The general advice is to only flush the Three ‘P’s’ – pee, poo and paper, but even that may be in doubt if some reports are to be believed. Some are of the opinion that areas that pay a bit more for plush toilet paper are at greater risk of blockages; the thicker, quilted paper being harder to break down (although this is not evidenced).

    What Are the Effects of Fatbergs?

    When the sewer system is blocked, any overflow that can’t continue through the pipes creates pressure, potentially leading to blocked toilets and drains and the possible rupturing of ageing pipe systems. Any excess effluent that hasn’t got anywhere to go is flushing out into public waterways, the waste littering coastlines. This isn’t just an environmental hazard but poses a threat to wildlife.

    Where Do They Form?

    Victorian sewer

    Anywhere. Although mainly a product of highly populated areas, fatbergs have cropped up in less dense regions. Notably the most recent discovery was in Sidmouth; a relatively quiet seaside town.

    The problem isn’t just with what’s being flushed down toilets and sinks but also the substandard UK sewer system. First installed in the Victorian era when the population was considerably less and the day to day lives of society didn’t produce nearly as much waste, they just weren’t designed to cope with the demands of the modern world. The original structures in London were equipped to deal with the then populous of circa 4 million however have never been updated or modernised, so it’s not surprising that it can’t cope with the ever-multiplying population of today that’s approaching 9 million.

    Combatting Fatbergs

    Highlighting Bad Habits

    Although commercial foodservice businesses are highlighted by water companies as major contributors, being investigated and fined where an offence has occurred, blame shouldn’t only be restricted to your local restaurant or take-away.

    Bad habits are just as prevalent in the domestic arena. It has been reported that 4 in 10 residential premises within the Thames Water jurisdiction still pour oils, fats and grease down the sink, even though fatbergs and the known sources are more publicised than ever.

    People may think their little contribution won’t make a difference to the situation, but when everyone thinks the same, that’s when it turns into a massive issue.

    Reactive Response

    People imagine fatberg formations to be soft, squishy masses but surprisingly they are more like concrete. When a blockage is located, it requires high power water jets, pickaxes, shovels, drills and a whole lot of elbow grease to clear the way through the solid structure.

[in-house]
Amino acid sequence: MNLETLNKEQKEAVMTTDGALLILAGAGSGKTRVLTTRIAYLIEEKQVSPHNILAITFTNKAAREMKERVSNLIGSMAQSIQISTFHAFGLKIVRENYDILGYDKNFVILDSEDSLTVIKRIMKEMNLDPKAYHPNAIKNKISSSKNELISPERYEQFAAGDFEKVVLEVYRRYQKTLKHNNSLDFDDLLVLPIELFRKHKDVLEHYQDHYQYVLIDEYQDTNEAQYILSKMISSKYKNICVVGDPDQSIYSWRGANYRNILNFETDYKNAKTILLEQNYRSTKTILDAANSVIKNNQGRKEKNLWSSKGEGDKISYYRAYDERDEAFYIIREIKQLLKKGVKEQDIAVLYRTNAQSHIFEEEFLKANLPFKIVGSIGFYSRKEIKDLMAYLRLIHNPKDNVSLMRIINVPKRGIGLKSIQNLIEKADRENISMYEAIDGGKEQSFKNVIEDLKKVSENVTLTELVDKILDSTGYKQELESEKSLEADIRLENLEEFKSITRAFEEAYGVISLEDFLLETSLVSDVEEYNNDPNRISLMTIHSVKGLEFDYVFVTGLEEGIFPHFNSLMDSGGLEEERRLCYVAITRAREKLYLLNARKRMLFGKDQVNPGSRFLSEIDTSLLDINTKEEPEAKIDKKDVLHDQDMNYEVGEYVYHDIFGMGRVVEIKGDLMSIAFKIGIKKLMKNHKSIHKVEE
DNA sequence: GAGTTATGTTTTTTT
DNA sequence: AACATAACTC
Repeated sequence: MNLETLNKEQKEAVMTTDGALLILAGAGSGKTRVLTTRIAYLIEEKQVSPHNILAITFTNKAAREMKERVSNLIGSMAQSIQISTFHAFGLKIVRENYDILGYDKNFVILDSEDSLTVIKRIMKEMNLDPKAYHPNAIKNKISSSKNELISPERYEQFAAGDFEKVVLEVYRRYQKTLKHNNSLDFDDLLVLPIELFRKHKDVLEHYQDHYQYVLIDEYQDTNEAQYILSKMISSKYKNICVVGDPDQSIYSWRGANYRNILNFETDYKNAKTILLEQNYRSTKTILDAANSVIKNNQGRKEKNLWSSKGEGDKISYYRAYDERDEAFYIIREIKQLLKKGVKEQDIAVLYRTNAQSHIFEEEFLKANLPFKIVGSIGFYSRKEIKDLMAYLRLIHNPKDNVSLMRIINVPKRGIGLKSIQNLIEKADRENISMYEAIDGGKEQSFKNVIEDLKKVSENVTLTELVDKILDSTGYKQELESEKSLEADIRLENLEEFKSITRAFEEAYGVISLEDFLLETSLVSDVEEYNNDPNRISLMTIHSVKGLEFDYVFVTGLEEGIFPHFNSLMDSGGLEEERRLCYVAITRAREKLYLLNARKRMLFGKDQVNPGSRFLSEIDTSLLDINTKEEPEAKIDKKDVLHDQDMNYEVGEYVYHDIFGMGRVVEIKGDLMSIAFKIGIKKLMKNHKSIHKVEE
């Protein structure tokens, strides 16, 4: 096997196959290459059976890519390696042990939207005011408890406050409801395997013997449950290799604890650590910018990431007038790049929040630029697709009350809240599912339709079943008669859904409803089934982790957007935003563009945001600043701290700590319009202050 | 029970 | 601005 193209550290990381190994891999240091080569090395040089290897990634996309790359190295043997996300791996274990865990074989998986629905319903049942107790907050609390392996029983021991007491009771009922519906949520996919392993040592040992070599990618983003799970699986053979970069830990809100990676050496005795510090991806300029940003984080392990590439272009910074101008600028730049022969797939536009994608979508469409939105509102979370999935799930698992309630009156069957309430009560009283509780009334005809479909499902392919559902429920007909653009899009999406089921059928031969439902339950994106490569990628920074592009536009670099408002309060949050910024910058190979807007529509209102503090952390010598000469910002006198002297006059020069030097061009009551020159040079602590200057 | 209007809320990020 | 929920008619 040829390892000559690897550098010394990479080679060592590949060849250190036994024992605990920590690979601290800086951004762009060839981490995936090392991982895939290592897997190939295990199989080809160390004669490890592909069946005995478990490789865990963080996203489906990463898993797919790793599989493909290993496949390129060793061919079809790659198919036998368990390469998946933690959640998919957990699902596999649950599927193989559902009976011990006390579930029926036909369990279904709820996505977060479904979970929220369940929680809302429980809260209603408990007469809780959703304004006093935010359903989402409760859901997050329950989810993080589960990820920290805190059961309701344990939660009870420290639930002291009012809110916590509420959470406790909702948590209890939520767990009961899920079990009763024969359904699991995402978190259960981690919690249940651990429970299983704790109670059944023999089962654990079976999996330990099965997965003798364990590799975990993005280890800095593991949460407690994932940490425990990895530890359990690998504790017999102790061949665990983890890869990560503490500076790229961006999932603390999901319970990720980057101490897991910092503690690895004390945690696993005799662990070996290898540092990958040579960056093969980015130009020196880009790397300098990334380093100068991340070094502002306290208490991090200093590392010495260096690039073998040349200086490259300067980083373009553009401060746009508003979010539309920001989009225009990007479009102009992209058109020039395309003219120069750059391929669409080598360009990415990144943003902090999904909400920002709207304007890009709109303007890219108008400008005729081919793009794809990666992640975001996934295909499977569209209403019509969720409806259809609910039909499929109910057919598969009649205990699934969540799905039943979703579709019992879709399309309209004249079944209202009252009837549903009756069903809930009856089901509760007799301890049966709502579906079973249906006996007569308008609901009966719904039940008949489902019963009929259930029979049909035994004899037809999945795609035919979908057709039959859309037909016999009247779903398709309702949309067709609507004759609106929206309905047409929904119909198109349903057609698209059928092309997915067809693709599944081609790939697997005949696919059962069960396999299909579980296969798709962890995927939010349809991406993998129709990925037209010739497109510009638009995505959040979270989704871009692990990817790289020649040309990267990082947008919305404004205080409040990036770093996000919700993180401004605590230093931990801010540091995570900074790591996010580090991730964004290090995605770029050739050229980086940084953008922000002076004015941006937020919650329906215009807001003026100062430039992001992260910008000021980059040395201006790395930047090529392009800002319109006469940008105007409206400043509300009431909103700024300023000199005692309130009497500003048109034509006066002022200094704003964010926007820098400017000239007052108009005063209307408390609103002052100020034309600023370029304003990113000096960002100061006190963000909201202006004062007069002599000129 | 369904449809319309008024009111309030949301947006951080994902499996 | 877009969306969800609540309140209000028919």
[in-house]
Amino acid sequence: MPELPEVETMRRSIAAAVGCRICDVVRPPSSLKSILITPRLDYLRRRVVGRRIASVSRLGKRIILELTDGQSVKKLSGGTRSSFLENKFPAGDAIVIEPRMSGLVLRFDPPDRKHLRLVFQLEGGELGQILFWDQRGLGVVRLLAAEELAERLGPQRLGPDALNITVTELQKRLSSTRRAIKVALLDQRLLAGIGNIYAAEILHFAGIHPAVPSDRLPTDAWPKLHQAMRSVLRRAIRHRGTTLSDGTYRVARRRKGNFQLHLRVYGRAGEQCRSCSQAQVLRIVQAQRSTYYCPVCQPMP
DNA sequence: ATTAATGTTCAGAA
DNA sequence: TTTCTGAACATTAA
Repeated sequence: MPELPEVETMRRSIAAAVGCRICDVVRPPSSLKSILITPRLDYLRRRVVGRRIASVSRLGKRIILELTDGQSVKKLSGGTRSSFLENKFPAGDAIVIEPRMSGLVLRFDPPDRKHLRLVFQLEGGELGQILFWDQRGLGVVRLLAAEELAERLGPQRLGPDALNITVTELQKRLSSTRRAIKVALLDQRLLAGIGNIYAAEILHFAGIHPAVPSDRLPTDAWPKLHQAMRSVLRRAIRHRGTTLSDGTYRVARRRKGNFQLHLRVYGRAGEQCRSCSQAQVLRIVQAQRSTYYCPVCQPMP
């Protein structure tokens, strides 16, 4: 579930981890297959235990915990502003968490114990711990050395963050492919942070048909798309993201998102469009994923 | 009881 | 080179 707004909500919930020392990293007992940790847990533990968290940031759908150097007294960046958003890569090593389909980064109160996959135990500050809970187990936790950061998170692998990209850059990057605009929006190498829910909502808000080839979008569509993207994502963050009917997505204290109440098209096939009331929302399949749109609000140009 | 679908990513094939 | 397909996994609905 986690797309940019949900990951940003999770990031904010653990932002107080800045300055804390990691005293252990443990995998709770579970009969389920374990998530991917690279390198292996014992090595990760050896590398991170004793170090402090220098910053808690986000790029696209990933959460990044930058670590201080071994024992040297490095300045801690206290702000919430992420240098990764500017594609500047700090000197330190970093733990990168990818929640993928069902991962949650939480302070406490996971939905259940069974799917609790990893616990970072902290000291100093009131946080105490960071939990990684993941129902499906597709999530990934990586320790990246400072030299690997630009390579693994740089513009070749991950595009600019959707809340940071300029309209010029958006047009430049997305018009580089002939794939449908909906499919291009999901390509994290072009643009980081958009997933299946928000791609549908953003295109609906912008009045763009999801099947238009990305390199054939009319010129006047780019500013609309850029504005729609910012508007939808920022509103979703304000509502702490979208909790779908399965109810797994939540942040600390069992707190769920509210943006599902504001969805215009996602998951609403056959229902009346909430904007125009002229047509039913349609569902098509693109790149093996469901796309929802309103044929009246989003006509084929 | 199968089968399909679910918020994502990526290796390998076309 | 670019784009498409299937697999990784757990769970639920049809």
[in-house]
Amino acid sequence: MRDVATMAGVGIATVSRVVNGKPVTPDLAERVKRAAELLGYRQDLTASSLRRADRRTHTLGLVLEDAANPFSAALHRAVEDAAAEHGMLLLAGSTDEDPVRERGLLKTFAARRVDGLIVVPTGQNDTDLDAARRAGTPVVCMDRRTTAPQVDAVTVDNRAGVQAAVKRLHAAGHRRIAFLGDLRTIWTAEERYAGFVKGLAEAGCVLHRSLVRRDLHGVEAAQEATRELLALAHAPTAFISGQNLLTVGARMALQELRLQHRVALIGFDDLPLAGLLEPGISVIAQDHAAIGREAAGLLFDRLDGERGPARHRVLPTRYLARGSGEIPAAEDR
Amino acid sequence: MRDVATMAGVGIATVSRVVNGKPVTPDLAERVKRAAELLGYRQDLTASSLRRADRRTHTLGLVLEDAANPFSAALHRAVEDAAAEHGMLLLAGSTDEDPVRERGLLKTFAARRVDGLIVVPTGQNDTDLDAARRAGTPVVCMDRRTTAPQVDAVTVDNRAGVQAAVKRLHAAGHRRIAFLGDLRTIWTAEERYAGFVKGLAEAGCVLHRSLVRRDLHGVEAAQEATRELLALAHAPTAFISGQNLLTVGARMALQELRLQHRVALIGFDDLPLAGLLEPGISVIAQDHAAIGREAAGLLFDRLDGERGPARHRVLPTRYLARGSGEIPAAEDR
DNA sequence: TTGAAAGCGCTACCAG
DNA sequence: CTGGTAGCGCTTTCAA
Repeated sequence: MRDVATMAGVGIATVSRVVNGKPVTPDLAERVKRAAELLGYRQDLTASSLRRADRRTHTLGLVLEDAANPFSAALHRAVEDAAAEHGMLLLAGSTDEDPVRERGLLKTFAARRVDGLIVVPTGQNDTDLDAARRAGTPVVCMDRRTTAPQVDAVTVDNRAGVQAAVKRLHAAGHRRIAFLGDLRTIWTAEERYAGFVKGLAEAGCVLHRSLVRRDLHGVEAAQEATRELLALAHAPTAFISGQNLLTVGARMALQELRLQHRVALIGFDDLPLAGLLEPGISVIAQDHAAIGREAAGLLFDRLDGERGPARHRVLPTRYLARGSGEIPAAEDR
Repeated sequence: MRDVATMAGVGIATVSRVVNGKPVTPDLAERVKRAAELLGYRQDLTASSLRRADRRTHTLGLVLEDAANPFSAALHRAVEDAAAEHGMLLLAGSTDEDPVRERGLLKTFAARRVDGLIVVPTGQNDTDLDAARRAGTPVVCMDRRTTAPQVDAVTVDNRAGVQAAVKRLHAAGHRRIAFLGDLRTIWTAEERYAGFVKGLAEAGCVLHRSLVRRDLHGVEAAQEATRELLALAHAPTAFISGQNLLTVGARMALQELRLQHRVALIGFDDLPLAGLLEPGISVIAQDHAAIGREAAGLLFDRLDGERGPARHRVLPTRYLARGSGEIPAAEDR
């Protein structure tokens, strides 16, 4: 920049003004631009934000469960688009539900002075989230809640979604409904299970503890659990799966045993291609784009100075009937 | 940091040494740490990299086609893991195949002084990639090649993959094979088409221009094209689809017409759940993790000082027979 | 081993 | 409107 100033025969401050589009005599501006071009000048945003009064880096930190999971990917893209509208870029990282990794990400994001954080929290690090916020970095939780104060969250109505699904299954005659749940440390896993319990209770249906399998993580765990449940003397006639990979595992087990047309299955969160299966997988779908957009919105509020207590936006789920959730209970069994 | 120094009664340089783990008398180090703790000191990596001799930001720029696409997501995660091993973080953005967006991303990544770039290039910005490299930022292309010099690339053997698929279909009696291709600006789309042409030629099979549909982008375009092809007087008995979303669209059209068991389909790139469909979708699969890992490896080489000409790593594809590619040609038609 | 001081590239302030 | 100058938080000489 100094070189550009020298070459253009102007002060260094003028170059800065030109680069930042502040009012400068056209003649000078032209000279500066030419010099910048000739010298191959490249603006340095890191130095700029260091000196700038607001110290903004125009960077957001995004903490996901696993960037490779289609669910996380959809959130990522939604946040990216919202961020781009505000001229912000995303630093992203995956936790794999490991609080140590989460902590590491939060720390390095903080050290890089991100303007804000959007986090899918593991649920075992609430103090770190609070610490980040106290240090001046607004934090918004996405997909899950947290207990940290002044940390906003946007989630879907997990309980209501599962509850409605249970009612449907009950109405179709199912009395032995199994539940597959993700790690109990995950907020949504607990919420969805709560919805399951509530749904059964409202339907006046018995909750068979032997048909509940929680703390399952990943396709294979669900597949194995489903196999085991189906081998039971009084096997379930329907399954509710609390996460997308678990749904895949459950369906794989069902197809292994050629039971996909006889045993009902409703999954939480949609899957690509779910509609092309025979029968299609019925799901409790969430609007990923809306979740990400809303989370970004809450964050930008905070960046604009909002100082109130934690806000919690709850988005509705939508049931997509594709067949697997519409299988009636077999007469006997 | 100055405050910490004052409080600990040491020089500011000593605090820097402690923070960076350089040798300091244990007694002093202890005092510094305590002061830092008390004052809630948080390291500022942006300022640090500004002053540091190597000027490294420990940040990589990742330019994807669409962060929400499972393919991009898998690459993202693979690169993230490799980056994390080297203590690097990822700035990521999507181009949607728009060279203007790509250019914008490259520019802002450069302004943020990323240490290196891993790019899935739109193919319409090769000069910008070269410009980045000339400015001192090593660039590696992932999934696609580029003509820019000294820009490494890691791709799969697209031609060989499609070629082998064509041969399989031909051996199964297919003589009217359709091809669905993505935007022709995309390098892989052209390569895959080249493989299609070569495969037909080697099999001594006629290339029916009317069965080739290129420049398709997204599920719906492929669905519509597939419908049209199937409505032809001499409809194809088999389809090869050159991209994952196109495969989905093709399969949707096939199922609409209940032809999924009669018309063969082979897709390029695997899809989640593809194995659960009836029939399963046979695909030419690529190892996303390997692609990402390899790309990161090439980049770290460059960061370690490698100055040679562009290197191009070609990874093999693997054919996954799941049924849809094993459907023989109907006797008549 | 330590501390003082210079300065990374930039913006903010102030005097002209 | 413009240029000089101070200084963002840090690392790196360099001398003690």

A plan of action is formulated, teams are dispatched and the blockage is removed, although the whole process can take many weeks and even months.

    According to Water UK, there are approximately 300,000 blockages in UK sewers every year. That is estimated to cost water companies (and indirectly, the tax payer) up to £100 million to remedy.

    Rather than just react to the problem, a long term solution needs to be based around prevention rather than cure.

    Proactive Solution

    Educating domestic and commercial premises is essential.

    In the domestic sphere, flushing of the unflushables has been well publicised, with environmental consequences being made clear. Every perpetrating household can’t be brought to justice and so part of the solution has to rely heavily on common sense and the acceptance of responsibility by the public.

    In an attempt to help combat the fatberg phenomenon and the contribution of solids to theStainless steel passive grease trap problem, a new standard has been announced regarding ‘flushable’ wet wipes. Many so called ‘flushable’ items have been proven to be anything but, however this new testing aims to bring clarification to what can and can’t go down the toilet. The hotly anticipated ‘fine to flush’ logo will be awarded only to products that pass more rigorous testing. This comes off the back of Water UK’s information that non-flushable items are thought to contribute to almost 93% of sewer obstructions.

    Cooking juices and FOG ending up down the sink can be moderated and dramatically lessened with good grease management protocol. All plates and cooking utensils should be scrapped of waste food and wiped free of any residual juices before being rinsed. Any excess that does find its way into the drain can be caught with the simple installation of an appropriate grease trap.

    While presently grease traps aren’t required in domestic premises, they are strongly recommended and advised in commercial catering operations. Although other countries enforce strict rules for grease trap compliance, in the UK they are still only a recommendation … at the moment. It is soon believed that they will become a mandatory fitting in new and existing commercial properties.

    Fatbergs are increasingly posing a real threat to communities, the environment and wildlife. By educating the public and businesses and giving a greater understanding of what exactly fatbergs are and how they can be prevented, this is one problem that we can all combat together.